SAN JUAN, Puerto Rico (AP) — A court in Paris found the French government guilty of wrongful negligence involving the former use of a banned pesticide in the French Caribbean islands of Guadeloupe and Martinique but denied compensation to those affected, officials announced Monday.
The ruling was bittersweet for activists and attorneys who argued that the French government’s authorisation to use chlordecone in those islands was illegal as they sought damages for the defendants.
“This decision is a significant step forward in the sense that the fault of the state is recognised,” Christophe Leguevaques, one of the attorneys involved in the case, told The Associated Press.
“On the negative side, the court does not recognise financial reparations for the victims… . However, West Indians have been exposed and are still exposed to this dangerous product.”
The lawsuit is one of at least two filed against the French government involving the use of chlordecone in Guadeloupe and Martinique.
The first lawsuit, filed in 2006, is still pending before the courts and accuses the French government of failing to protect the health of its people and not doing enough to identify and limit the effects of chlordecone pollution in both islands.
On June 25, a judge in France temporarily set aside the lawsuit to allow for three months of research.
“We want the court to condemn the persons who put money before health,” attorney Harry Durimel told the AP, adding that officials sought to keep using chlordecone because they were in competition with banana producers from Latin America.
“They are known. They are ministers, directors and politicians from Guadeloupe and Martinique. … We want them to go to trial.”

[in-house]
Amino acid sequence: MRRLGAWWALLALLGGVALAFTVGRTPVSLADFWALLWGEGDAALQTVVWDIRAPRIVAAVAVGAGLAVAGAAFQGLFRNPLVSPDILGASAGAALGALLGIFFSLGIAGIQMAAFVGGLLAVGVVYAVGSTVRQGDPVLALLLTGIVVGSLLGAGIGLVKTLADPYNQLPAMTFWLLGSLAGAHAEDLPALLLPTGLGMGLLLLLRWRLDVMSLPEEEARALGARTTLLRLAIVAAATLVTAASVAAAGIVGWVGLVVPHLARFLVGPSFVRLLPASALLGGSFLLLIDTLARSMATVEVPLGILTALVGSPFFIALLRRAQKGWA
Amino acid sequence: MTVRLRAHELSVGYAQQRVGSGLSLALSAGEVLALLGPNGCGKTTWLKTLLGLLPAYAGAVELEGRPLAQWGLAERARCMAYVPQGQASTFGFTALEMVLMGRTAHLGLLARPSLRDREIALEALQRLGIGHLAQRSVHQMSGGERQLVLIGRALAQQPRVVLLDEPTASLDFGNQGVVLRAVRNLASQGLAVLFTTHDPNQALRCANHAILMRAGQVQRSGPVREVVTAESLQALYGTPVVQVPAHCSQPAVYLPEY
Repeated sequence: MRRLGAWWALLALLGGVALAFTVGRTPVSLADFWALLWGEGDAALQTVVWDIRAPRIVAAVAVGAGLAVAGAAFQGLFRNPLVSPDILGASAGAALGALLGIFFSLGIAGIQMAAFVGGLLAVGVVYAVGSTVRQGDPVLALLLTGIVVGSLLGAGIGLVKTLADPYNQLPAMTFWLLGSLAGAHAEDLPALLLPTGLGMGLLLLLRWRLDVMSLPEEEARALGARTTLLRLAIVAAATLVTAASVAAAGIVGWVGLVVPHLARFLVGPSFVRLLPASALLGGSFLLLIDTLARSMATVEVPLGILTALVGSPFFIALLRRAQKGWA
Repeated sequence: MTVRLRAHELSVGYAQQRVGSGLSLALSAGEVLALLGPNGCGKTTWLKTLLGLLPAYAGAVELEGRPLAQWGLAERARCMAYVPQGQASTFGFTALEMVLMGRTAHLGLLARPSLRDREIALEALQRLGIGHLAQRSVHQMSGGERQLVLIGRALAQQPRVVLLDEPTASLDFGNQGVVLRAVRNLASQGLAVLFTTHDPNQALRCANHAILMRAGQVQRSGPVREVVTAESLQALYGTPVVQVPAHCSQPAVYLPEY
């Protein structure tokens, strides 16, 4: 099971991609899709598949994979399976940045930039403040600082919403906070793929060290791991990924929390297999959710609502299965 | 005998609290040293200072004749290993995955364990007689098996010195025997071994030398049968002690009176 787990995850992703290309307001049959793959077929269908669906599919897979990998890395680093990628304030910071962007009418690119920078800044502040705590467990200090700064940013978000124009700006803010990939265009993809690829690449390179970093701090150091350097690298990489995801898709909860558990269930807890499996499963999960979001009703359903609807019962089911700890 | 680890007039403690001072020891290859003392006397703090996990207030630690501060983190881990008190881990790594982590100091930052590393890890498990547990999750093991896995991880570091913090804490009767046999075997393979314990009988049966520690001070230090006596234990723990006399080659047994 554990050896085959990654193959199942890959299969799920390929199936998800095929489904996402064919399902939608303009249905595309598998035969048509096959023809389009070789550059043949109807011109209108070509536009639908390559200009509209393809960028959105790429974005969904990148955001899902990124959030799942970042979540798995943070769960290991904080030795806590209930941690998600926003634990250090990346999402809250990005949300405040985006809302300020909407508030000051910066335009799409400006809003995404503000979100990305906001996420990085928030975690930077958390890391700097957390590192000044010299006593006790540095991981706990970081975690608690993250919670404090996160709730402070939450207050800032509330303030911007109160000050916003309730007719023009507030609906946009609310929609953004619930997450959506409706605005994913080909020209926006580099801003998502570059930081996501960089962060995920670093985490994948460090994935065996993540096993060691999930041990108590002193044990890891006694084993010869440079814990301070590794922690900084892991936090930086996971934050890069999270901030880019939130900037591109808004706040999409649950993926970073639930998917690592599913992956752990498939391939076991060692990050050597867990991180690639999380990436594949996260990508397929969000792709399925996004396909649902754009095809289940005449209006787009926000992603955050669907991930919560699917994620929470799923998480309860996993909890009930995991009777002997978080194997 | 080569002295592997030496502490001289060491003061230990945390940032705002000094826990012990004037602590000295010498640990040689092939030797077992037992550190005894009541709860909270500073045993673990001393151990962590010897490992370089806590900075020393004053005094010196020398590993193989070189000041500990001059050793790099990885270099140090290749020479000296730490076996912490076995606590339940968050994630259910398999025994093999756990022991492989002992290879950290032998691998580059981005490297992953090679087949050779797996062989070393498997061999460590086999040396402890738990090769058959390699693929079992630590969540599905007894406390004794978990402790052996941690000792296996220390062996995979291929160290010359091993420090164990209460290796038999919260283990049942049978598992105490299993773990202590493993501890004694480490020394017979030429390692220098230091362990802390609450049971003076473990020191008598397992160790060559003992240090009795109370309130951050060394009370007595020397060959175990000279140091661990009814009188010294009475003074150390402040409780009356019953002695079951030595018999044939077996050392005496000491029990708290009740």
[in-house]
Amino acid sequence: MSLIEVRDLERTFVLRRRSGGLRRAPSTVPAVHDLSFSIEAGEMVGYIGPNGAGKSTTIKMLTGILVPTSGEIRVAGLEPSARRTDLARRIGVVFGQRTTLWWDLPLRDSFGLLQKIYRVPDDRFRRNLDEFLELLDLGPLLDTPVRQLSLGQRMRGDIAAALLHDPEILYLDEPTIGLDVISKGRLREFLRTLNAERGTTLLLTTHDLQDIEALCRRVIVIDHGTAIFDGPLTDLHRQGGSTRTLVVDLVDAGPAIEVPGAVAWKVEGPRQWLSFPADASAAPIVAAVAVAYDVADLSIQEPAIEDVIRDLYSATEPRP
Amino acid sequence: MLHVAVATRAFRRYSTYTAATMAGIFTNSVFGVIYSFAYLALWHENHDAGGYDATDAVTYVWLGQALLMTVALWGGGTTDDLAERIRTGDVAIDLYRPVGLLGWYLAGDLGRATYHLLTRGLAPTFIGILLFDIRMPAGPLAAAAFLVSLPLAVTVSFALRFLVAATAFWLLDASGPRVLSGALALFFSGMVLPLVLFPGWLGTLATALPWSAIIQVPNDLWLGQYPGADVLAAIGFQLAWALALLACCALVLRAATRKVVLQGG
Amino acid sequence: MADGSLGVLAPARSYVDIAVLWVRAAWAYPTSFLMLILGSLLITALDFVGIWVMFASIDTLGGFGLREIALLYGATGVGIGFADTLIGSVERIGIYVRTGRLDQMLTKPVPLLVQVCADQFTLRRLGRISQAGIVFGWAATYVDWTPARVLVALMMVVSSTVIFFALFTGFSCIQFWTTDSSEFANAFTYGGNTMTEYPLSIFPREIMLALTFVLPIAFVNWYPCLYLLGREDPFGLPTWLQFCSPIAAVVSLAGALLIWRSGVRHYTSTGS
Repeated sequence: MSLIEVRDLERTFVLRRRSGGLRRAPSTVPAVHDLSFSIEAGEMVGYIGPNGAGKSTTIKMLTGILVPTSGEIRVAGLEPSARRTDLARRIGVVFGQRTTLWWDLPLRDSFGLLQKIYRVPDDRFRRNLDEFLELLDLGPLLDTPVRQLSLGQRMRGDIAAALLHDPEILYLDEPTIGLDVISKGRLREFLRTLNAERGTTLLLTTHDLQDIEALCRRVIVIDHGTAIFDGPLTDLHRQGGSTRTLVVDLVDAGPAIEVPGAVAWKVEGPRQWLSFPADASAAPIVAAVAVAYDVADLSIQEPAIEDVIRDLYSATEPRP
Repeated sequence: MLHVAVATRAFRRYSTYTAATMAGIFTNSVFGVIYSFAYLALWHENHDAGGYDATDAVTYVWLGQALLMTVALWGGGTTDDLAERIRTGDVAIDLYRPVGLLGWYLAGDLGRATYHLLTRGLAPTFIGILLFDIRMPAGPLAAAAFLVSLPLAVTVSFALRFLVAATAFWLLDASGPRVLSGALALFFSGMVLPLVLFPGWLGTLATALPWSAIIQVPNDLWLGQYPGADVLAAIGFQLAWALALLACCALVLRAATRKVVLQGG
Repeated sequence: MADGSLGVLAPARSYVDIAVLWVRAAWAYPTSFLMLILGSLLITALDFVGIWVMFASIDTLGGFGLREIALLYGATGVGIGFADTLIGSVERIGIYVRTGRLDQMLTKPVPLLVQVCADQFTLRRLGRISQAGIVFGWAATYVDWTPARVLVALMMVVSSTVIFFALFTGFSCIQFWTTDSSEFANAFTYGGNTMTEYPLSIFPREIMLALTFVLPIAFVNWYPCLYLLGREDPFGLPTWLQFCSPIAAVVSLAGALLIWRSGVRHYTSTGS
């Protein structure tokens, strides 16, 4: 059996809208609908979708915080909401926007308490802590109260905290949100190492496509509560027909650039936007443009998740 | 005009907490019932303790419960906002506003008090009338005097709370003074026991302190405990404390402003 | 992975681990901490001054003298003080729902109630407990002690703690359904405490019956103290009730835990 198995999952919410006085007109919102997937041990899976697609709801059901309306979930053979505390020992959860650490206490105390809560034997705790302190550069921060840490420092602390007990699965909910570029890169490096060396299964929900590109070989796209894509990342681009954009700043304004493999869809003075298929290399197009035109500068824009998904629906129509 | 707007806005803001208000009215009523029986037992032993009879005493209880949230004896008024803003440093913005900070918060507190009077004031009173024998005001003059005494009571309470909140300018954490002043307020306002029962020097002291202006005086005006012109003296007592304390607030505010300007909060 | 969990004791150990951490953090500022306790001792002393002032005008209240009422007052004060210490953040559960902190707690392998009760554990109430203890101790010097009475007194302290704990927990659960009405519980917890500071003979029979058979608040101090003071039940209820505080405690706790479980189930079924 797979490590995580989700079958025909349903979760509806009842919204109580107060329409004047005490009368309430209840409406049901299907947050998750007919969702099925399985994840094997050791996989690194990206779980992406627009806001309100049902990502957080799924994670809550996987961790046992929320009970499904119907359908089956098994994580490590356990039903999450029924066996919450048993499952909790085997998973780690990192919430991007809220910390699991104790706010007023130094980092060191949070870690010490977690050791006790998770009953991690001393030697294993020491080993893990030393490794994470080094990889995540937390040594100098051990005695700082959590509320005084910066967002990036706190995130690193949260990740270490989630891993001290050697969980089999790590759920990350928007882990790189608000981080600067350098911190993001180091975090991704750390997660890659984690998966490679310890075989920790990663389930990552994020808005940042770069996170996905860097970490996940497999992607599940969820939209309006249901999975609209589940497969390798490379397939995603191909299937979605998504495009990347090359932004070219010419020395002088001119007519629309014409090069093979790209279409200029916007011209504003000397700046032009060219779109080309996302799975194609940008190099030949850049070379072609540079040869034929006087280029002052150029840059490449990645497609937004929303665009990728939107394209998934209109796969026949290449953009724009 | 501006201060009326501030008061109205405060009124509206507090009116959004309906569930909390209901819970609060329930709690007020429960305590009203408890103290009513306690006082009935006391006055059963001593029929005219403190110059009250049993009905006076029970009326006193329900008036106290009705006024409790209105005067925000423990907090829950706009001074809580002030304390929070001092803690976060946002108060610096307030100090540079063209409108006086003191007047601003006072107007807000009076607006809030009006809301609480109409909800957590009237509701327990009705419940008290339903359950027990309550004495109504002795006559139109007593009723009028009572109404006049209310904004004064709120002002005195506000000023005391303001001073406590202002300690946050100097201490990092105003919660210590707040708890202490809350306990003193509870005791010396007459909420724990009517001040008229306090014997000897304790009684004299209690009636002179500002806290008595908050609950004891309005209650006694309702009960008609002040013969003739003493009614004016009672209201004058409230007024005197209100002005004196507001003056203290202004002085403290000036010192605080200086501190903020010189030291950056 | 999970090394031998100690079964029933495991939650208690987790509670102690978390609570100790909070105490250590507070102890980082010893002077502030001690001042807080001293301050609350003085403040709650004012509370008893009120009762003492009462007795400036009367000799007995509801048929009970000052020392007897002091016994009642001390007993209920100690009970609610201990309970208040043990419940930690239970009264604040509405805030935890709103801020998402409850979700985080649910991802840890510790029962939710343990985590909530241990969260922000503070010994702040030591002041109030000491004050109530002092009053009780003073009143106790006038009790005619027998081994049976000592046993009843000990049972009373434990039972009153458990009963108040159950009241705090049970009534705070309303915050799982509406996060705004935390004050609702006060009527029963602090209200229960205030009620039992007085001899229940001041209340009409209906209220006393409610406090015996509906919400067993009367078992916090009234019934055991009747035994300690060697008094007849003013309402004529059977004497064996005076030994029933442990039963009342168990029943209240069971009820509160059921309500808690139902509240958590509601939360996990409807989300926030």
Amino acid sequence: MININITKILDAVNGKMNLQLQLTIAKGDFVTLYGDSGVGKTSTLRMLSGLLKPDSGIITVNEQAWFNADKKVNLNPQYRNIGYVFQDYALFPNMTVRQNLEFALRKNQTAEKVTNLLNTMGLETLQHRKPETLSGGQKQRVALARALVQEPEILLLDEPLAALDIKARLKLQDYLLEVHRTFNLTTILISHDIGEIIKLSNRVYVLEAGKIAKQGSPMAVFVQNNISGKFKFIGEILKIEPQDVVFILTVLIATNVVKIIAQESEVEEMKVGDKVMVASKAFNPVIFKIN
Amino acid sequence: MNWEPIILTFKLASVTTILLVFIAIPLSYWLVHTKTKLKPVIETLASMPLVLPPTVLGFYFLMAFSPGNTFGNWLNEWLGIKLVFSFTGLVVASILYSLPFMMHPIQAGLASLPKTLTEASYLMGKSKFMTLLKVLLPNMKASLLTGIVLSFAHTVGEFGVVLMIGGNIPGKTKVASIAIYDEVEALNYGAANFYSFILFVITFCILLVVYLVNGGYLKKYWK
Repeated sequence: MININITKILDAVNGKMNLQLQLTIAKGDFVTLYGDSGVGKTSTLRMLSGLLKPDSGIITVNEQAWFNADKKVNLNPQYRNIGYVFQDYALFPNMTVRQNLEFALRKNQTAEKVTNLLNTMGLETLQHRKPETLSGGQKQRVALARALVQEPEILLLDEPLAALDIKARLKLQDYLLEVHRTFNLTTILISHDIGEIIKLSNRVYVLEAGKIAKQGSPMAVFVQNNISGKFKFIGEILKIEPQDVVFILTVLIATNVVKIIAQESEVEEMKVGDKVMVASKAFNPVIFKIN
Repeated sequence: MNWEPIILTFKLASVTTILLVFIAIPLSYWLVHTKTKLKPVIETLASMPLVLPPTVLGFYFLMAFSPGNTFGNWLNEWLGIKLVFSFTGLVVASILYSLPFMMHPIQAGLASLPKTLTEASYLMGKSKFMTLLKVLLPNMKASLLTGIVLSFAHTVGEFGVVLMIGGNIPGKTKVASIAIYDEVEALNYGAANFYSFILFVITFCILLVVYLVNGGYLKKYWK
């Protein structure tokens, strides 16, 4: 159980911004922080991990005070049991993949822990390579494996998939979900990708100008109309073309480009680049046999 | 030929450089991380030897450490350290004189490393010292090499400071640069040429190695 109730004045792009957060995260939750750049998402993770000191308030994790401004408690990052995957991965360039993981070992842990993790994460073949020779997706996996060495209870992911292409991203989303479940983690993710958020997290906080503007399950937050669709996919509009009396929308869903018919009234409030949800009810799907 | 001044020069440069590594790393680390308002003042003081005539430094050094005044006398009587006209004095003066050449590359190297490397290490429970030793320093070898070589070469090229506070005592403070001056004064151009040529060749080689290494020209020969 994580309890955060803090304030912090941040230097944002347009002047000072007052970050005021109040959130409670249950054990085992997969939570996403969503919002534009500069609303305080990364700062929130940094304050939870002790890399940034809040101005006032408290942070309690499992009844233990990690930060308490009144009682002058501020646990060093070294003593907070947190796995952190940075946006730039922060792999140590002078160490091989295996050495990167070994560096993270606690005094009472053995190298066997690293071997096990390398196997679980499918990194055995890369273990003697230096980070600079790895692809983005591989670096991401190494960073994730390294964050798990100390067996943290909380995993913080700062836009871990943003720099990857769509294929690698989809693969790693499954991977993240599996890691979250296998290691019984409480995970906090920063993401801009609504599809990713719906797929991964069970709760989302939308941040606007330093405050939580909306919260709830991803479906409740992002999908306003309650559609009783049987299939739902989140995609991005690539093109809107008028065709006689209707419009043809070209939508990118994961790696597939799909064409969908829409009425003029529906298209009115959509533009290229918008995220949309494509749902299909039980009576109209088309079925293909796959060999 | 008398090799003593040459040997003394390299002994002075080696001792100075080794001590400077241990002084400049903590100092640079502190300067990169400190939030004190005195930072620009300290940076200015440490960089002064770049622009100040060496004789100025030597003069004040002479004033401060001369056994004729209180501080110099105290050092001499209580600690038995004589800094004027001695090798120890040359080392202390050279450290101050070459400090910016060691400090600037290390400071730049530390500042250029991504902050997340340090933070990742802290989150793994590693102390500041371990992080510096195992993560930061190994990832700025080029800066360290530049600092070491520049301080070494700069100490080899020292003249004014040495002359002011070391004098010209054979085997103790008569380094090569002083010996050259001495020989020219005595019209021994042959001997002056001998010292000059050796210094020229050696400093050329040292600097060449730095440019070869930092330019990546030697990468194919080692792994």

Chlordecone is a pesticide known as Kepone that the US banned in 1976 and is blamed for slurred speech and other neurological problems.
French officials have said they worry it could be linked to high rates of prostate cancer in Guadeloupe and Martinique, and some studies have suggested it may be linked to premature births. The Stockholm Convention has banned its production and commercialisation since 2004.
Chlordecone was legally marketed in France from 1981 to 1990 and was used for three additional years in Guadeloupe and Martinique to fight the banana weevil under an exemption granted by the French government.
Attorneys and activists have argued that the exemption was illegal.
In a response filed in April, France’s agriculture minister asked that the court reject the lawsuit, saying it was inadmissible and noted that the government had since taken numerous steps to protect people’s health, including banning fishing in certain areas.
Elie Califer, a legislator who represents Guadeloupe, described the recent ruling as a considerable step forward but said he would push for the creation of a victim compensation fund and demand that the government invests in further cleaning of still-polluted areas, among other things.
“It’s high time that the state, responsible for this serious pollution and accountable for this contamination, take all responsibility,” he said.
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